From 1995-1998 I was a "stay at home dad" in Hawaii. I was the Mayor of a community of a few thousand families, and I was first and foremost a Dad. My daughter was 4 and my son was 6. It was a wonderful time to be a stay at home dad.
Now, years later, I have had custody of my kids for about 7 years. My kids are now 19 and 17 – not much more "custodying" for me to do.
I don’t think that would have happened if it were not for those three years I "took off" while they were young. First, I don’t think my ex would have ever let me get custody if she hadn’t learned that I could care for them. And I don;t think I would have sought custody, and fought for it without knowing I could handle it.
When I moved back to San Antonio in 1998 (one of the dozen times I would move back to San Antonio) I went right to work with some old friends at a company that started as CHILD Systems, Inc. We were bought and became part of Digital Ocean – building Wireless network hardware for the Apple Power Book and the Apple Newton. By the time I got back to San Antonio the company was called CHOICE Microsystems – and it was focused on building a MAC controller IC for Wireless Networking – the first WiFi MAC chip.
I was initially hired based on an ad on my BBS I ran at the time (BIOS II, running Wildcat!). I saw an ad for a "network manager for CHILD Systems". I called.
I thought that I would be interviewing at the corporate offices of a Day Care Center. The only reason I felt qualified was that CHILD Systems ran PowerLAN – which is the network OS I ran my BBS off of. I had no training in networking (or in computers at all).
At the time I worked for a local computer store called Digitron – I was a Salesman. A pretty good one, I think. But the hours sucked as much as the pay did.
So I go to this interview. Instead of a Child Care facility I find an Engineering Team – software, firmware, hardware designers – a small group, but a group doing some really amazing things. In 1992 they had designed and were manufacturing a line of home networking products for Moses Computers (PromiseLAN, ChosenLAN). They were working on medical telemetry equipment for Nellcor – a medical equipment manufacturer.
Needless to say, the interview was MUCH different than I thought it would be. I thought I would dazzle a bunch of "kid lovers" with my knowledge of Networking an d computers – instead I am interviewing with people that literally invented networking and computing.
I did not think it went well. And as Al Roth, the guy who brought me in for the interview told me afterwards – this is a tough crowd. It probably comes down to if they like you or not.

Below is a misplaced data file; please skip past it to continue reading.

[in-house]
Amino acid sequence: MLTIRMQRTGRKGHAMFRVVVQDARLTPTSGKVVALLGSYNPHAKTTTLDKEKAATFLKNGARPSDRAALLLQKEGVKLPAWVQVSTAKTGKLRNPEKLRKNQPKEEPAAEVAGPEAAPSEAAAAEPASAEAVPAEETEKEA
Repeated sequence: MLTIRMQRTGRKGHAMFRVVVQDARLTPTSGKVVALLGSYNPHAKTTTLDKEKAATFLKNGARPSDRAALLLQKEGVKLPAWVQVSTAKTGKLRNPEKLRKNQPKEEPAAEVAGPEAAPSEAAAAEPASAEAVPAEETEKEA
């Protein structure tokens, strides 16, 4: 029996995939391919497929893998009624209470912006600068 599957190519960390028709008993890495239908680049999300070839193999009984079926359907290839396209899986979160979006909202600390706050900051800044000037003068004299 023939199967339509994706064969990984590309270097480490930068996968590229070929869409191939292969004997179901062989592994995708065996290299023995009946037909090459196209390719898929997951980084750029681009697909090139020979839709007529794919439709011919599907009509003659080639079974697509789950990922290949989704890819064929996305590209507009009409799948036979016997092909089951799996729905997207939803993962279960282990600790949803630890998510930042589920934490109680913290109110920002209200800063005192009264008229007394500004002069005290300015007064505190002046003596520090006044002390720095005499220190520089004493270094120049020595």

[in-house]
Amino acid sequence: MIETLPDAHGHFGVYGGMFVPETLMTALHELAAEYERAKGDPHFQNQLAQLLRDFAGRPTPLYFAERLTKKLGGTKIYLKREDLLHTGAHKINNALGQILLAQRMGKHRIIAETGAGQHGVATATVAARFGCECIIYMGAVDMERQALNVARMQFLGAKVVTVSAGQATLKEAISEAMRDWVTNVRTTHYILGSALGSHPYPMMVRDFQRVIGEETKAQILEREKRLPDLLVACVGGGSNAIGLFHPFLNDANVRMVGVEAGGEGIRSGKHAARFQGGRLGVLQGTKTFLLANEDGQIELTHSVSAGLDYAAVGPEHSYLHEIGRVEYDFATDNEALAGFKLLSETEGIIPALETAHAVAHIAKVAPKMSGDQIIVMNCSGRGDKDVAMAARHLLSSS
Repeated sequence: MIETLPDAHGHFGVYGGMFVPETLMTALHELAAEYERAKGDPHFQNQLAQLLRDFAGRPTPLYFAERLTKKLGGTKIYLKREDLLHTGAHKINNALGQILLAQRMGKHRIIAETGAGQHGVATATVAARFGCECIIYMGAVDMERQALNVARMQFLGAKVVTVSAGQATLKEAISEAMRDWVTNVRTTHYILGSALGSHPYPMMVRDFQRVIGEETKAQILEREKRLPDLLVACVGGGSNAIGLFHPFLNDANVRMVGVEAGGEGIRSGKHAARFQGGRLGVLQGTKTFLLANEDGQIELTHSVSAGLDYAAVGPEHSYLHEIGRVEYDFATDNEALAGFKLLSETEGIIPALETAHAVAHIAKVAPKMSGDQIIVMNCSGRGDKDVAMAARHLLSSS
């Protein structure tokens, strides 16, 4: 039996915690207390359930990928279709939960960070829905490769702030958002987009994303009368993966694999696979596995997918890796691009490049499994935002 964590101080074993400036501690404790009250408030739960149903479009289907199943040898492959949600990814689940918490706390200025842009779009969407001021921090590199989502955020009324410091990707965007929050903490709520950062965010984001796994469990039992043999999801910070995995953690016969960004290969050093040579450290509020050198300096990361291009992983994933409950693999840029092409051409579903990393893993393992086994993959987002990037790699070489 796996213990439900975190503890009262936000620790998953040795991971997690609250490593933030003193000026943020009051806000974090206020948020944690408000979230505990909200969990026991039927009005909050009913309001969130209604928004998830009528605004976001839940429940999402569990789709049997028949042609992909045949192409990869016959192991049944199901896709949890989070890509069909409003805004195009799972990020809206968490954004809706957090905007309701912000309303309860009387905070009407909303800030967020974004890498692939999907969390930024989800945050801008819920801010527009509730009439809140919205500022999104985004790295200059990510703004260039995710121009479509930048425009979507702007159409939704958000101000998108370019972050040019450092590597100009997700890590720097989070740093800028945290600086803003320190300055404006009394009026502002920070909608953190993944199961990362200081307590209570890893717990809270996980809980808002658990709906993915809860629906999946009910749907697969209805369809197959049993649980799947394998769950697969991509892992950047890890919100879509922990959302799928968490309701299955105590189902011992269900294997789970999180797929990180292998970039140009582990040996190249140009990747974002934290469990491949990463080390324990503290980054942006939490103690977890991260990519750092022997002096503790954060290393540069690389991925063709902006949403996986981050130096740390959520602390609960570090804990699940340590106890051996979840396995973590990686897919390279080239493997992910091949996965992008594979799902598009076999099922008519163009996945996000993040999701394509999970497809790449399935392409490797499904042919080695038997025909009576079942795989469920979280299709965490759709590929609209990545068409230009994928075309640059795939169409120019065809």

They did – that night Michael Fischer, a scary smart guy and the CEO/Founder called me at home. My now ex was in the other room, but I know she was listening. Michael talked to me for over an hour (something I would later realize is just the way it is – every conversation with Michael lasts an hour).
At the end, Michael offered me a salary of $27,500 – and benefits. I repeated it loudly enough that my now ex heard it. Let’s just say that it was a LOT of money at the time – and I know it doesn’t seem that long ago – but it was.
The next few years were pretty amazing – in 1999 we were purchased by Harris Semiconductor – Harris had the radio, we had the MAC chip. A few months later Harris Semiconductor was taken private and VERY quickly had an IPO and became Intersil Corporation.
By now, WiFi was taking off. We went from zero dollars to 600 million dollars in sales in about 18 months.
And by now I was making $45,000/year. My job at the time was to support the network/phone systems, keep the lights on, and to write software to help development. I wrote PRISM Benchmark Pro, which for years was the standard people used when testing throughput on WiFi networks. I also wrote Netspeed – which was also a throughput test app – but used internally.
Many of my test apps were focused on Quality Assurance. And once Intersil realized they were a software company, and not a hardware company, they decided they need a Software QA Department.
It ended up coming to me. So I started hiring – first with a young student named Wayne Behrens who was only completing his second year of college as he worked full time at a WalMart distribution Center in New Braunfels. Then a couple of contractors that I later brought on full time (and eventually I let them go in a RIF).
During this time (2001-2004) I ended up with about 50 employees in four states and three countries. I ended up being the Program Manager for the first WiFi products shipped by Dell, MS, Compaq, HP, Cisco, Gateway, TiVo, and many others.
I was probably making 90K/year at this point – and I was working well over 100 hours a week. With employees in five time zones, I didn’t have time to sleep.
Then Intersil sold their Wireless Division to GlobeSpanVirata. The integration did NOT go very well – but I was paid handsomely by Intersil to stay with the company until the sale closed. I was also paid handsomely by the company buying us to make sure I stuck around for a while AFTER the sale. I made just a few dollars under $200K that year.